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Lagarde’s Mixed Report Card After One Year at European Central Bank

She flubbed a comment and sent Italian bonds reeling, but also has held the fractious governing council together amid the pandemic.

Christine Lagarde, president of the European Central Bank, speaks at the launch of the COP26 Private Finance Agenda in London on Feb. 27. 

Christine Lagarde, president of the European Central Bank, speaks at the launch of the COP26 Private Finance Agenda in London on Feb. 27.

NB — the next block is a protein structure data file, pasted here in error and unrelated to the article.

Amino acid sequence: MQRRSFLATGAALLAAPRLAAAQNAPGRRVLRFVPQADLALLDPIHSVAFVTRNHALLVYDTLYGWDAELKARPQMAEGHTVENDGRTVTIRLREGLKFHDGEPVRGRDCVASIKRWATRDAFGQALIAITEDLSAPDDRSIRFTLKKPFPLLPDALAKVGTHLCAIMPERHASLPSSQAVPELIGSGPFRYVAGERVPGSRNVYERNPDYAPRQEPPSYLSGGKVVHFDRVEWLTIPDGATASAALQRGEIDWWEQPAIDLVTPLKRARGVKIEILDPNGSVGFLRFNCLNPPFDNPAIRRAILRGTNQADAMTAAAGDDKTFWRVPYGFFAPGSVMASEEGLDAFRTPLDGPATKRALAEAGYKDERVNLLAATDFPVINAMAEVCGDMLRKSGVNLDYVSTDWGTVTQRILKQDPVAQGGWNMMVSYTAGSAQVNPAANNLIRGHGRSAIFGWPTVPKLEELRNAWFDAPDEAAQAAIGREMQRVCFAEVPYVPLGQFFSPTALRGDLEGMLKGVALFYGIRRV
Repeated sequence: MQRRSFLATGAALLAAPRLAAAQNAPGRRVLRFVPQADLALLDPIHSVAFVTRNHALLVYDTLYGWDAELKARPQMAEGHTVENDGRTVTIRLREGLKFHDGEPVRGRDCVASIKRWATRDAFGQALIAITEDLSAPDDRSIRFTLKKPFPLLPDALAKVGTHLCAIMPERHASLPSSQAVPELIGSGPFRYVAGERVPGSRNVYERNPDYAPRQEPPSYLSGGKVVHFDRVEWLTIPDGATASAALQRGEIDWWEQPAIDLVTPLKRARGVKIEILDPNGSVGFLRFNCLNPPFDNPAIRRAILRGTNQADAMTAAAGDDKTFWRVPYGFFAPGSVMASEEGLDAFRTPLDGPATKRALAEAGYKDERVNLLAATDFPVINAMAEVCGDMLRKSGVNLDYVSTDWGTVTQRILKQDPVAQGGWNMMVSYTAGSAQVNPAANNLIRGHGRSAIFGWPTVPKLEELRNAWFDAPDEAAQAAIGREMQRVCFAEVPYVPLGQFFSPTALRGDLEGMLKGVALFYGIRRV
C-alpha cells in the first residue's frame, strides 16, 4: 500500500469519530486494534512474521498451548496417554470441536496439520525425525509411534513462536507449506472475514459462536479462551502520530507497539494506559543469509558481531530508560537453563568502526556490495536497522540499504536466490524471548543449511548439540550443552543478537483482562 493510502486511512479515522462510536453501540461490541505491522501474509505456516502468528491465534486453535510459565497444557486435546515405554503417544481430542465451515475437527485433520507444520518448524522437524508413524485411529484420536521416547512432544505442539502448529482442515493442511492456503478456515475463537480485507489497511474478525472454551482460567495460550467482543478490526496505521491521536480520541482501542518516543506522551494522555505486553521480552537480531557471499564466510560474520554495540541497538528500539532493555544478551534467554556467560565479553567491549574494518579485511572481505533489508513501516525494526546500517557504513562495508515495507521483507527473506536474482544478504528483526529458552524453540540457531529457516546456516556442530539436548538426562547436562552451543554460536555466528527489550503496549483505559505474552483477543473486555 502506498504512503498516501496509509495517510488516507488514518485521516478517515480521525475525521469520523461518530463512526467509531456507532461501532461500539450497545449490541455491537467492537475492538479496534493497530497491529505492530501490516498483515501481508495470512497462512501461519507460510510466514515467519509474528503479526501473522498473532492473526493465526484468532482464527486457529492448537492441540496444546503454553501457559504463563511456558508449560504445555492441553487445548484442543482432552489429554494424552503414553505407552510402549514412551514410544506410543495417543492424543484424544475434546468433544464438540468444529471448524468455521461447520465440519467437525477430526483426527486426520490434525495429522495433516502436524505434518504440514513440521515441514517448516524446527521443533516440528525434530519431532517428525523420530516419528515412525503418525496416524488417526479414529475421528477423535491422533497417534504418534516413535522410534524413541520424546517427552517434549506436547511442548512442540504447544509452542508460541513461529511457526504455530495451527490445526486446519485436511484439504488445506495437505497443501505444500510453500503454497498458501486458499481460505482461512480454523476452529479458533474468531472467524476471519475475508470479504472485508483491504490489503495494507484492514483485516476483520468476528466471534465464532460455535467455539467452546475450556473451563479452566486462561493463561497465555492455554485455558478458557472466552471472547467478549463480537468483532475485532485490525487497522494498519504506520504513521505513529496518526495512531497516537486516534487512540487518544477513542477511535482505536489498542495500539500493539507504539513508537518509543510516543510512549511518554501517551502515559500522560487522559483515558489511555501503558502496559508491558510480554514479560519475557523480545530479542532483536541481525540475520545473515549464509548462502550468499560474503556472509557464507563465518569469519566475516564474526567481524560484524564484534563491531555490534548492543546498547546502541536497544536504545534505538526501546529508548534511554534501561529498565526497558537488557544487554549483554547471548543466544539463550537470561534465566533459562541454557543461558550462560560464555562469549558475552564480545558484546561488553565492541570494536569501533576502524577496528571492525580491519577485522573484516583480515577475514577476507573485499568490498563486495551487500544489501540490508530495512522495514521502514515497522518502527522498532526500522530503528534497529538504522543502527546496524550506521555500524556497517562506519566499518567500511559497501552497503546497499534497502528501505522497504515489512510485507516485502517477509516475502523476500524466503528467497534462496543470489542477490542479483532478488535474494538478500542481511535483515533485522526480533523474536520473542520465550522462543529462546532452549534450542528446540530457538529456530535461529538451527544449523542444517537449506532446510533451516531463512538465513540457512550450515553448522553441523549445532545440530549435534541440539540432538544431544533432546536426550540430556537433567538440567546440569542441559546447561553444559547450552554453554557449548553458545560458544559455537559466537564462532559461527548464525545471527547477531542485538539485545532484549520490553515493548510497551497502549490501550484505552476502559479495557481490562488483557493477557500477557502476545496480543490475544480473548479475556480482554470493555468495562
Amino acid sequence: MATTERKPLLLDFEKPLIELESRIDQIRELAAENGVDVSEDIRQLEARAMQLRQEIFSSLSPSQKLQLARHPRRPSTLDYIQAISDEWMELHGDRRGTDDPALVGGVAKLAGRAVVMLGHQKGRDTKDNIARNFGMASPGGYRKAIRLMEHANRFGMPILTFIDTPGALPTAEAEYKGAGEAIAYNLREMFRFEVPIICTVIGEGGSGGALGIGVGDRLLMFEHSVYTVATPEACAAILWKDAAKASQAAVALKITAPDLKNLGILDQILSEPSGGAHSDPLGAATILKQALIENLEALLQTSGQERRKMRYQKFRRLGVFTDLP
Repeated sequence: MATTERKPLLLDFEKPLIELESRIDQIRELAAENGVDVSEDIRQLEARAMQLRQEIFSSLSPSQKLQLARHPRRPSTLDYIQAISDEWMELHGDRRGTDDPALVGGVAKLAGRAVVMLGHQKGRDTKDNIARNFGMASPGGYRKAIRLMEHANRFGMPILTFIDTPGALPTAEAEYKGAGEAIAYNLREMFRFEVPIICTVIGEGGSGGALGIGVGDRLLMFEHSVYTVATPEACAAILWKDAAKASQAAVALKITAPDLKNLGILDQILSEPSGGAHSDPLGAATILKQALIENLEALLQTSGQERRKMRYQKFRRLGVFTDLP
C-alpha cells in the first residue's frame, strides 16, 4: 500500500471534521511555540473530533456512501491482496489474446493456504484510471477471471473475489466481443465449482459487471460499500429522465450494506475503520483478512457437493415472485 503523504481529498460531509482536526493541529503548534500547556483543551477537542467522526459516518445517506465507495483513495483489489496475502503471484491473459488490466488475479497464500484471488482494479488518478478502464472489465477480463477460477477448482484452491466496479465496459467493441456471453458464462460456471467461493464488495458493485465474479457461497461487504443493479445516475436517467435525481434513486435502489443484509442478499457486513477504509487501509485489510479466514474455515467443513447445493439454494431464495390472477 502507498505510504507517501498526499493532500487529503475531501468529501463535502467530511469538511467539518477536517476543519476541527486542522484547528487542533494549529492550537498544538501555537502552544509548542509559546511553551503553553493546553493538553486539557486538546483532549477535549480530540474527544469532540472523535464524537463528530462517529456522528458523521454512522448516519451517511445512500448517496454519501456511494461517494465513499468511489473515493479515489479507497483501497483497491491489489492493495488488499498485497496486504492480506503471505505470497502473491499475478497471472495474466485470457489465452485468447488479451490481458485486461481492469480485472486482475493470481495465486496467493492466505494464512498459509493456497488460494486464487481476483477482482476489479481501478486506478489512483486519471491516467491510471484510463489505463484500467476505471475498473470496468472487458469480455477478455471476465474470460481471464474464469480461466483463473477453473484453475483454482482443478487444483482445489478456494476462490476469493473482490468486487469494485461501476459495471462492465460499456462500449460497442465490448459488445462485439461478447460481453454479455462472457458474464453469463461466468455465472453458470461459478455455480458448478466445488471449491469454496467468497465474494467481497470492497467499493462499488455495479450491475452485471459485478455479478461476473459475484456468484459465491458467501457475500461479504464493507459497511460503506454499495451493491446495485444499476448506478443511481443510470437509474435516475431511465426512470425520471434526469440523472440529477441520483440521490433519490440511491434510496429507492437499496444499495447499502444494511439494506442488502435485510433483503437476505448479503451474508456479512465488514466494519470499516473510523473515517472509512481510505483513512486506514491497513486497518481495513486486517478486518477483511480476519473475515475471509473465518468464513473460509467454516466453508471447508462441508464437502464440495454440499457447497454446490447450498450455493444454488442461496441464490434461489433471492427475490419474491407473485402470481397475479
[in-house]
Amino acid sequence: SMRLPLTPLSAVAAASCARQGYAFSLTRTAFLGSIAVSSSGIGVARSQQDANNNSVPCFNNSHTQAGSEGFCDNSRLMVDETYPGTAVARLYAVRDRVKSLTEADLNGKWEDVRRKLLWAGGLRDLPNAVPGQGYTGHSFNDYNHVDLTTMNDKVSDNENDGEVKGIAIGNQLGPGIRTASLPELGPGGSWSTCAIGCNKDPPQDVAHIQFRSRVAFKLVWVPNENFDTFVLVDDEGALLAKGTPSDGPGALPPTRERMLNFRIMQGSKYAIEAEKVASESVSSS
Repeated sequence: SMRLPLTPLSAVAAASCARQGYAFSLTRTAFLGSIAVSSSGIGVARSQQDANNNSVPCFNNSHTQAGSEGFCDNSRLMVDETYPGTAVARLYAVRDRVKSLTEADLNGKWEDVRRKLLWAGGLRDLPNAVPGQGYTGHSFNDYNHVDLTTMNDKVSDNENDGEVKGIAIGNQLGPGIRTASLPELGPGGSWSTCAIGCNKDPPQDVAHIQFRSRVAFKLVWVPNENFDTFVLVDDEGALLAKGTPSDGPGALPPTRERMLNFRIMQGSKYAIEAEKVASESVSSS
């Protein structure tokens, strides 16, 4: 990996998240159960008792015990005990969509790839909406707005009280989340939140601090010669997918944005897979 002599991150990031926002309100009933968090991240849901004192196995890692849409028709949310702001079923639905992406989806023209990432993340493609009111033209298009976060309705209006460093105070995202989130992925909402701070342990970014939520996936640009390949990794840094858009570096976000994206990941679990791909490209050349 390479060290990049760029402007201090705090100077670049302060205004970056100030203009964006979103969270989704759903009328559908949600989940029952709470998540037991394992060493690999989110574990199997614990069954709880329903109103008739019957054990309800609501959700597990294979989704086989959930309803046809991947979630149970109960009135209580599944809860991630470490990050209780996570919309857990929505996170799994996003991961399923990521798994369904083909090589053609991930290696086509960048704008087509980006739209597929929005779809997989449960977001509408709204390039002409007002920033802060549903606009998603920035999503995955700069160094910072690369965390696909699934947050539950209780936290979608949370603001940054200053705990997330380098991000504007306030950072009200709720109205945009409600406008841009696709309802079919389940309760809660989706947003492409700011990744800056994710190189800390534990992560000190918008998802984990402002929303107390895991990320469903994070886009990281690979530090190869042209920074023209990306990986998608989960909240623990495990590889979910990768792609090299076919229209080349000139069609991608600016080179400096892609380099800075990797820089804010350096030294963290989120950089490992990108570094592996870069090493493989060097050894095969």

Photographer: Simon Dawson/Bloomberg
Updated on

When Christine Lagarde became president of the European Central Bank on Nov. 1 last year, she had two tasks she wanted to accomplish. The first was to reconcile the ECB’s fractious governing council after its eight divisive years under her predecessor, Mario Draghi. Second, she wanted to build bridges with the wider public by improving how the central bank communicated its policies and perspectives.

As her first anniversary approaches, only one of these goals has been fulfilled—and it is not clear how long it will last. The governing council has stood largely united as the ECB took a number of unprecedented steps to stimulate the euro zone’s economy and bolster financial stability through the pandemic. However, longstanding divisions are already reemerging ahead of the central bank’s December meeting, when it may discuss taking additional measures.